The ISU decided in June to extend its ban on athletes from Russia and Belarus and to not hold any international competitions in those countries "until further notice." Russia traditionally hosts one of the six regular stops on the Grand Prix circuit, so this year's (in late November) was moved to Finland instead. Meanwhile, Russia is staging its own shadow Grand Prix, which began last week in Moscow alongside the real Grand Prix opener near Boston. Valieva won the women's event.

Other sports

The ISU's indefinite ban on Russian and Belarusian athletes also applies to long and short track speed skating. Russians collected a combined two silver and two bronze medals in those sports at last winter's Olympics, where they competed under the "ROC" (Russian Olympic Committee) banner as part of their punishment from the IOC for running a state-sponsored doping scheme.

Skiing and snowboarding's world governing body, FIS, decided last week to maintain its ban on Russian and Belarusian athletes indefinitely. FIS had seemed to be considering allowing Russians and Belarusians to compete as neutral athletes, kind of like they did at the Olympics, but ultimately chose to follow the IOC's current recommendation and keep them banned outright. Nearly a third of the medals won by Russians at the 2022 Olympics came in cross-country skiing, where it led all teams with 11 medals. The ROC squad also won three Olympic medals in freestyle skiing and one in ski jumping.

Russia's third most productive sport at the 2022 Olympics (behind cross-country skiing and figure skating) was biathlon, where the ROC team collected three medals. Last month, biathlon's world governing body extended its ban on Russians and Belarusians "until further notice."

Russian and Belarusian athletes also remain banned in the sliding sports of bobsleigh, skeleton and luge. The world governing body for luge achieved this by granting itself new powers after its own arbitration court overturned the ban that first took effect last March. In bobsleigh and skeleton, the prohibition on Russia and Belarus hosting events means Sochi will not have its regular stop on the World Cup circuit this season.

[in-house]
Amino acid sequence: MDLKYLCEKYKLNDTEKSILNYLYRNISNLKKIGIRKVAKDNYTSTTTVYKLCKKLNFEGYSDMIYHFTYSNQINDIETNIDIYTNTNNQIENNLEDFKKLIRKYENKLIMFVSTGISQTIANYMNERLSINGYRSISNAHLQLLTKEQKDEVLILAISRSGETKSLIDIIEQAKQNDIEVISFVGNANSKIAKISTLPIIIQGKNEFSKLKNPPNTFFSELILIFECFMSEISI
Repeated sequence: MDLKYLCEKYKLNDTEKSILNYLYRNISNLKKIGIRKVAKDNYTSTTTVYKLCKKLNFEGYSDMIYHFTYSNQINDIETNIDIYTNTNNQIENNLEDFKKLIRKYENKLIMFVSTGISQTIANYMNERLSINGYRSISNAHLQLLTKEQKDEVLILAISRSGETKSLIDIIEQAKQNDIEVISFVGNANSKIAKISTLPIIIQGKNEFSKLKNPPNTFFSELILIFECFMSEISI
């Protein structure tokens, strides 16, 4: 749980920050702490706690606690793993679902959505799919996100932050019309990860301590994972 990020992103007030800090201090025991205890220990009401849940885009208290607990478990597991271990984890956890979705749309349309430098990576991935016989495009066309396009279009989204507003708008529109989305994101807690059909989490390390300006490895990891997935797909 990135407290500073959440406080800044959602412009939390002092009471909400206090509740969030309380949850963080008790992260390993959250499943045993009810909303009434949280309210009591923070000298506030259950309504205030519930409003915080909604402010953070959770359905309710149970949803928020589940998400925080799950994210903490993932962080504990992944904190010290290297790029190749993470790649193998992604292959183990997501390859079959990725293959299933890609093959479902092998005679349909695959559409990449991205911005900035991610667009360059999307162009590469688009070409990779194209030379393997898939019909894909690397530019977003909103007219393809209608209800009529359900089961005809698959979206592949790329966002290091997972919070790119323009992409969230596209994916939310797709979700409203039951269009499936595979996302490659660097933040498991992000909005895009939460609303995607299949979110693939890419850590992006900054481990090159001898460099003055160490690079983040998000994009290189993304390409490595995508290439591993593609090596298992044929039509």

What's next?

With no end to the war in sight, it's unclear when, how or even if the bans will be lifted. As long as Vladimir Putin's military is killing Ukrainian soldiers and civilians and illegally occupying territory, it will be difficult for sports' international governing bodies to reopen their doors to Russian and Belarusian athletes. Even allowing them to compete as "neutral" athletes would run the risk of boycotts or other forms of protest by rivals from other countries.

If and when the war does end, that could give the governing bodies an opening to readmit Russians and Belarusians under the pretext that such a move would help "start the healing process" (or something). But how long would it be appropriate to wait until lifting the ban? A month? A year? Longer? And, again, should Russians and Belarusians only be allowed to compete as neutrals? If so, for how long? There are no easy answers to any of these questions. But, at some point, the governing bodies will have to figure them out.